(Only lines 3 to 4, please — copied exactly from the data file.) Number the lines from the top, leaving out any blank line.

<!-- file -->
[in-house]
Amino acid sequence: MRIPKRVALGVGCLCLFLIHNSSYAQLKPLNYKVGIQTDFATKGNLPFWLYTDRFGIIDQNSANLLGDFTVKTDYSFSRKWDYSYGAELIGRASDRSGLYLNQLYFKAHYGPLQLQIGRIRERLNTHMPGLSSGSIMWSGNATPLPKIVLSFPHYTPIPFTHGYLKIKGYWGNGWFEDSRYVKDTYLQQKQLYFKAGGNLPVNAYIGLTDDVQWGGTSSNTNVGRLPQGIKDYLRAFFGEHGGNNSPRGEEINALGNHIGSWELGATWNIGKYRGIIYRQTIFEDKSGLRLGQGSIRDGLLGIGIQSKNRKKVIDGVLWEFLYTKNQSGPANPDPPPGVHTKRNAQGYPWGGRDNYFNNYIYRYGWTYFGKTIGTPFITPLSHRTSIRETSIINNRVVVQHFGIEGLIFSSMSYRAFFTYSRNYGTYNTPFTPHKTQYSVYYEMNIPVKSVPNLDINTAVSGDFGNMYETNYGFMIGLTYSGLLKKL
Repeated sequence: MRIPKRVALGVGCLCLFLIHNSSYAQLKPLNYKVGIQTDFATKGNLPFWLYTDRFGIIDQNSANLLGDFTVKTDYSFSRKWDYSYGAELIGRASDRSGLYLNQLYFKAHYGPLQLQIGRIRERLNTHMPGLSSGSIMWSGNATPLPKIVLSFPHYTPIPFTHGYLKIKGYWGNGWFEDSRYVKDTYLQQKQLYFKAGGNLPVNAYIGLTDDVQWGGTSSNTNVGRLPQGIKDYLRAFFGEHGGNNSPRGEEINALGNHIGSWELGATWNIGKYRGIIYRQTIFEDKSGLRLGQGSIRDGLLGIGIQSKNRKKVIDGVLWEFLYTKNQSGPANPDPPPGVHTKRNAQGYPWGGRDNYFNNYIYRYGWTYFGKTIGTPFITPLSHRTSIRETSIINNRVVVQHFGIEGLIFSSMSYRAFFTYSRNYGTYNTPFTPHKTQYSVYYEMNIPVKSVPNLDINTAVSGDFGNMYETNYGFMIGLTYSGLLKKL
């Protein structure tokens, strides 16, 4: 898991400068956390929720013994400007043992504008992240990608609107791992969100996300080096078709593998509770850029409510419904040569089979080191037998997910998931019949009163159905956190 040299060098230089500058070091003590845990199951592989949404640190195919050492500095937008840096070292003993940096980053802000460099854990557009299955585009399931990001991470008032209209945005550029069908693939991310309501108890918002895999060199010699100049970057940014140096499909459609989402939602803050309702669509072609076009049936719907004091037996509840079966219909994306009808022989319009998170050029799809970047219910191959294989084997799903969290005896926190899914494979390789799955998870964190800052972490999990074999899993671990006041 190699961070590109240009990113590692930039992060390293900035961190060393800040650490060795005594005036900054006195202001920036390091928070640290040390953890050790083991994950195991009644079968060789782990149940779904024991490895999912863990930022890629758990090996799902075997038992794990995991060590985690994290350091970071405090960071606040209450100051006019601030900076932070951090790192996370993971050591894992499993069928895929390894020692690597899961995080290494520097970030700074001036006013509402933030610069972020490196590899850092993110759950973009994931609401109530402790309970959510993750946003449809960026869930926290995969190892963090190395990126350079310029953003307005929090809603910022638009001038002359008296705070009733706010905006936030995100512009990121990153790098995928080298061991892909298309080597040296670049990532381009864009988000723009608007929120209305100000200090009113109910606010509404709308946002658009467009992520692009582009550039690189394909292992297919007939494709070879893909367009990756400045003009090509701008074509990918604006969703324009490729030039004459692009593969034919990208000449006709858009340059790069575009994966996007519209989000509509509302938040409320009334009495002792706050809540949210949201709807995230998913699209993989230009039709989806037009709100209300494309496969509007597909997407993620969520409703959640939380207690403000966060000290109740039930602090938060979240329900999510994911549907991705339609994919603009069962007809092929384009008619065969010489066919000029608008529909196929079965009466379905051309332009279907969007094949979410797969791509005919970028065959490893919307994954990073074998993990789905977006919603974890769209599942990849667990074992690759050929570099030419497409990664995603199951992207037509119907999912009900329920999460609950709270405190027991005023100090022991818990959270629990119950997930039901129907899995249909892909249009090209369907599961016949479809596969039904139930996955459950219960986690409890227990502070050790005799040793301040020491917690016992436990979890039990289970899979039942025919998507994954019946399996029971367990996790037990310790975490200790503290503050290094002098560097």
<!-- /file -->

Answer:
Repeated sequence: MRIPKRVALGVGCLCLFLIHNSSYAQLKPLNYKVGIQTDFATKGNLPFWLYTDRFGIIDQNSANLLGDFTVKTDYSFSRKWDYSYGAELIGRASDRSGLYLNQLYFKAHYGPLQLQIGRIRERLNTHMPGLSSGSIMWSGNATPLPKIVLSFPHYTPIPFTHGYLKIKGYWGNGWFEDSRYVKDTYLQQKQLYFKAGGNLPVNAYIGLTDDVQWGGTSSNTNVGRLPQGIKDYLRAFFGEHGGNNSPRGEEINALGNHIGSWELGATWNIGKYRGIIYRQTIFEDKSGLRLGQGSIRDGLLGIGIQSKNRKKVIDGVLWEFLYTKNQSGPANPDPPPGVHTKRNAQGYPWGGRDNYFNNYIYRYGWTYFGKTIGTPFITPLSHRTSIRETSIINNRVVVQHFGIEGLIFSSMSYRAFFTYSRNYGTYNTPFTPHKTQYSVYYEMNIPVKSVPNLDINTAVSGDFGNMYETNYGFMIGLTYSGLLKKL
């Protein structure tokens, strides 16, 4: 898991400068956390929720013994400007043992504008992240990608609107791992969100996300080096078709593998509770850029409510419904040569089979080191037998997910998931019949009163159905956190 040299060098230089500058070091003590845990199951592989949404640190195919050492500095937008840096070292003993940096980053802000460099854990557009299955585009399931990001991470008032209209945005550029069908693939991310309501108890918002895999060199010699100049970057940014140096499909459609989402939602803050309702669509072609076009049936719907004091037996509840079966219909994306009808022989319009998170050029799809970047219910191959294989084997799903969290005896926190899914494979390789799955998870964190800052972490999990074999899993671990006041 190699961070590109240009990113590692930039992060390293900035961190060393800040650490060795005594005036900054006195202001920036390091928070640290040390953890050790083991994950195991009644079968060789782990149940779904024991490895999912863990930022890629758990090996799902075997038992794990995991060590985690994290350091970071405090960071606040209450100051006019601030900076932070951090790192996370993971050591894992499993069928895929390894020692690597899961995080290494520097970030700074001036006013509402933030610069972020490196590899850092993110759950973009994931609401109530402790309970959510993750946003449809960026869930926290995969190892963090190395990126350079310029953003307005929090809603910022638009001038002359008296705070009733706010905006936030995100512009990121990153790098995928080298061991892909298309080597040296670049990532381009864009988000723009608007929120209305100000200090009113109910606010509404709308946002658009467009992520692009582009550039690189394909292992297919007939494709070879893909367009990756400045003009090509701008074509990918604006969703324009490729030039004459692009593969034919990208000449006709858009340059790069575009994966996007519209989000509509509302938040409320009334009495002792706050809540949210949201709807995230998913699209993989230009039709989806037009709100209300494309496969509007597909997407993620969520409703959640939380207690403000966060000290109740039930602090938060979240329900999510994911549907991705339609994919603009069962007809092929384009008619065969010489066919000029608008529909196929079965009466379905051309332009279907969007094949979410797969791509005919970028065959490893919307994954990073074998993990789905977006919603974890769209599942990849667990074992690759050929570099030419497409990664995603199951992207037509119907999912009900329920999460609950709270405190027991005023100090022991818990959270629990119950997930039901129907899995249909892909249009090209369907599961016949479809596969039904139930996955459950219960986690409890227990502070050790005799040793301040020491917690016992436990979890039990289970899979039942025919998507994954019946399996029971367990996790037990310790975490200790503290503050290094002098560097």